After Ohio State made what ended up being its final push, Hill hit a 3-pointer from the top of the key with seconds left on the shot clock to give UW a 73-65 lead with 1:39 to go. Hill went 3-for-4 from 3-point range for his nine points and added five rebounds in his 17 minutes.

“He’s been giving us a big lift off the bench,” said Koenig said of Hill. “I love playing with him … He seems to hit a lot of big shots when we need him.”

Ohio State had been holding teams to 32.8 percent from 3-point range but had no answer for Wisconsin’s barrage of perimeter shots.

“We wanted to give as much support as we could down low, but we weren’t as quick as we probably needed to be to get back,” said Ohio State coach Thad Matta. “We didn’t help the helper. Give them credit. They got rolling and it really became contagious.”

Of course not every big shot was a 3-pointer for Wisconsin. The Badgers went 7-for-18 from the 3-point range in the first half, helping them lead 38-32, but Gard felt the offense was settling too much from the outside against a team that averaged 5.7 blocks per game. That was especially true for Hayes, who went 1-for-7 and missed all four of his 3-point shots.

“The whole message to the whole team was we need to touch the post more and get to the free throw line,” said Gard. “I didn’t like shooting 18 threes in a half, because I know they can dry up.”

Of his 18 points in the second half, Hayes went 3-for-3 in the paint, 0-for-2 on his mid-range jump shot, 2-for-4 from the perimeter and 6-for-8 from the free throw line.

“The way to beat them was making sure we got the ball inside, and I needed to make sure I did that a little better,” said Hayes. “I was able to get some easy things going to the rim.”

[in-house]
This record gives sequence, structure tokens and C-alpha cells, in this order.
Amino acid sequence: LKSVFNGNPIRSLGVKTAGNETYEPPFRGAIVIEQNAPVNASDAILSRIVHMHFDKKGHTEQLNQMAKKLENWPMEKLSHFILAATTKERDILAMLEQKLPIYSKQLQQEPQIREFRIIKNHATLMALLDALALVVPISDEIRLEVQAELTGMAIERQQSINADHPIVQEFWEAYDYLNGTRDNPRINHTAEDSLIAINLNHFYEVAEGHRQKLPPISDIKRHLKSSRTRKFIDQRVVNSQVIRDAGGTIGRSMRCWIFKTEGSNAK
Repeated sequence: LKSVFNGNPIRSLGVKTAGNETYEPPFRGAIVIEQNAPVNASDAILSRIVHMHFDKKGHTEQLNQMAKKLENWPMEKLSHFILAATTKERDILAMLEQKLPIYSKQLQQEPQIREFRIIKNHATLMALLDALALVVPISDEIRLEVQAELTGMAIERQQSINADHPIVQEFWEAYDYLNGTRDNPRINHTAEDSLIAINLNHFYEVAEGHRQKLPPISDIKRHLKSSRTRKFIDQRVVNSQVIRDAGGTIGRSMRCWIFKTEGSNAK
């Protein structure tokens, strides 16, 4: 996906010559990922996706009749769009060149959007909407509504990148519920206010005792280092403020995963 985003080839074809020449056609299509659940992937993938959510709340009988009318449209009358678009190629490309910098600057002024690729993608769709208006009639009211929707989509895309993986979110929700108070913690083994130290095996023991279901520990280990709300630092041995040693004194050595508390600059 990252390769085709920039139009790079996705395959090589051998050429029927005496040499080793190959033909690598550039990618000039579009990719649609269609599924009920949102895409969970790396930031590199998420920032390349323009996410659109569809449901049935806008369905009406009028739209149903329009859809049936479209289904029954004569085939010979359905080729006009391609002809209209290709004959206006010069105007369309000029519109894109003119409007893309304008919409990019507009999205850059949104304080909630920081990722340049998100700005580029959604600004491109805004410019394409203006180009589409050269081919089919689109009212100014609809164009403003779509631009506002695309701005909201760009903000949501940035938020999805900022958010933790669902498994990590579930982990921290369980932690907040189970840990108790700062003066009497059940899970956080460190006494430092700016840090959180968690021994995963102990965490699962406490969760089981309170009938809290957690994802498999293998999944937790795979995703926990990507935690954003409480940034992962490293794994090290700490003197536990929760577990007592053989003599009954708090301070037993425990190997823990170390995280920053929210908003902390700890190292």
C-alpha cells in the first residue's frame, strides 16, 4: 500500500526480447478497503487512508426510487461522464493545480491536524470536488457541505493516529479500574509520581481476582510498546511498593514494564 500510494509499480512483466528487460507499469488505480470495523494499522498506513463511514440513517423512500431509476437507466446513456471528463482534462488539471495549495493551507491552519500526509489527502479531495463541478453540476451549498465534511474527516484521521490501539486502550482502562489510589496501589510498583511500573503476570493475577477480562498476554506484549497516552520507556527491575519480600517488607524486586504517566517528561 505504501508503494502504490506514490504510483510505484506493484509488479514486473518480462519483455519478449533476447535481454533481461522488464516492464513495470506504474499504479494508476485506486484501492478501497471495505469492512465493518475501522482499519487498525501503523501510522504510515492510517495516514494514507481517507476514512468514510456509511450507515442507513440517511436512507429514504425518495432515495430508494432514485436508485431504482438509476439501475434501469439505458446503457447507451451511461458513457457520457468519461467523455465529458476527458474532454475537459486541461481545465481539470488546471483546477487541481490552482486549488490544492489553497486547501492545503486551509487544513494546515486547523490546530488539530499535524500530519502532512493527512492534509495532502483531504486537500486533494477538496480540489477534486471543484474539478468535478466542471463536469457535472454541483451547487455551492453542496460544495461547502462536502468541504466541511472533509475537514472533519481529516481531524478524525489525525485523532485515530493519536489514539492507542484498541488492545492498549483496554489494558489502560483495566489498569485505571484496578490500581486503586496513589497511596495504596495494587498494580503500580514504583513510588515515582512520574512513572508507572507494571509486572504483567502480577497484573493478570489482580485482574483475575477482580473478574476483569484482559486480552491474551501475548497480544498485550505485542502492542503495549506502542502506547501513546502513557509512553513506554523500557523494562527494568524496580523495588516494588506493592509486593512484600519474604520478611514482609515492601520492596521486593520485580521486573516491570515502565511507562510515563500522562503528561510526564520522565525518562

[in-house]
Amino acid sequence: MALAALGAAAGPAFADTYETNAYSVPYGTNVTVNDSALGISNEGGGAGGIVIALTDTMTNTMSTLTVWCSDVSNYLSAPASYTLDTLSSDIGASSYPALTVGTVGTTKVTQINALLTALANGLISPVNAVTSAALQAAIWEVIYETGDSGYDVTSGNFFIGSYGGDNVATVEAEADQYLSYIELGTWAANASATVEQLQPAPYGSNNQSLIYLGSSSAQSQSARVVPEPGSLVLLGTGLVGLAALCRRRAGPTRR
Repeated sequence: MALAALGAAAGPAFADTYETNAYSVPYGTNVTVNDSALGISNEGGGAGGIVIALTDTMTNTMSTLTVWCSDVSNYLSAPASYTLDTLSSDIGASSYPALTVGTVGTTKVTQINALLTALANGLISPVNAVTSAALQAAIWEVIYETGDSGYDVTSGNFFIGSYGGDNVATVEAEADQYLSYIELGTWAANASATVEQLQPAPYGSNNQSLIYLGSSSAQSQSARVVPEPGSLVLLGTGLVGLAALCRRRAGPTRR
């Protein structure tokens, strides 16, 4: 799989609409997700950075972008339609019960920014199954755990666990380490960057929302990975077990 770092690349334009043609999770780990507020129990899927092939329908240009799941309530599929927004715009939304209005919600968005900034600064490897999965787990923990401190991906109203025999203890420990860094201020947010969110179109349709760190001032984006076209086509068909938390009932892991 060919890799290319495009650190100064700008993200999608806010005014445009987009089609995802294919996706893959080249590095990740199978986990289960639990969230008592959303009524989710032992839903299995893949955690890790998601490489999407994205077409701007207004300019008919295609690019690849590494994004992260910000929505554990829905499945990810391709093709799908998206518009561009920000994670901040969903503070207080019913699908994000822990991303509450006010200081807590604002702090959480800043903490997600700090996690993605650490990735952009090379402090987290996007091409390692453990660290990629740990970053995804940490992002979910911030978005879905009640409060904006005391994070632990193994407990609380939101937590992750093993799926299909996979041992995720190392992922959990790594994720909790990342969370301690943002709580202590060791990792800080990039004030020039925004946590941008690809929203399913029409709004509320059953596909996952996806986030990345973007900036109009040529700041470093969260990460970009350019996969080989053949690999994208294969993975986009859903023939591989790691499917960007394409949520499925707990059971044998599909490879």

Finishing with a Big Ten career-high 12 points, Vitto Brown iced the game for Wisconsin when he hit a deep jumper with two seconds on the shot clock with 56 seconds left. That gave UW a 77-68 lead and started a 6-0 run to end the game.

Having played his way out of the starting lineup, averaging 2.8 points over the last four games, Buckeyes freshman JaQuan Lyle scored a game-high 27 points on 11-for-19 shooting off the bench, but the Badgers held Ohio State’s five starters to 22 points on 8-for-24 shooting.

That in part helped Wisconsin get a win over a fellow N.C.A.A. tournament bubble team, something that could yield dividends down the road.

“It tells us something we’ve known forever now and that’s we can play with anybody,” said Koenig. “Not only in conference, but the country. We just have to keep getting better every day and do what we’ve been doing and make every team play our style of basketball.”

New Threads

In honor of Black History Month and former Wisconsin head coach Bill Cofield, the Badgers debuted special throwback adidas uniforms Thursday that they plan to wear several times throughout February. UW will be wearing the uniforms modeled after those worn in 1976, Cofield’s first year as head coach in Madison.

The first African-American head coach in either basketball or football in Big Ten history, Cofield coached at Wisconsin for six seasons, from 1976 to 1982. Cofield passed away in 1983 at the age of 43 after coaching four future NBA draft picks, Wes Matthews, Joe Chrnelich, Claude Gregory and Larry Petty, in Madison.

Wisconsin was planning to wear the uniforms for one home game but the team requested that they wear the uniforms throughout Black History Month.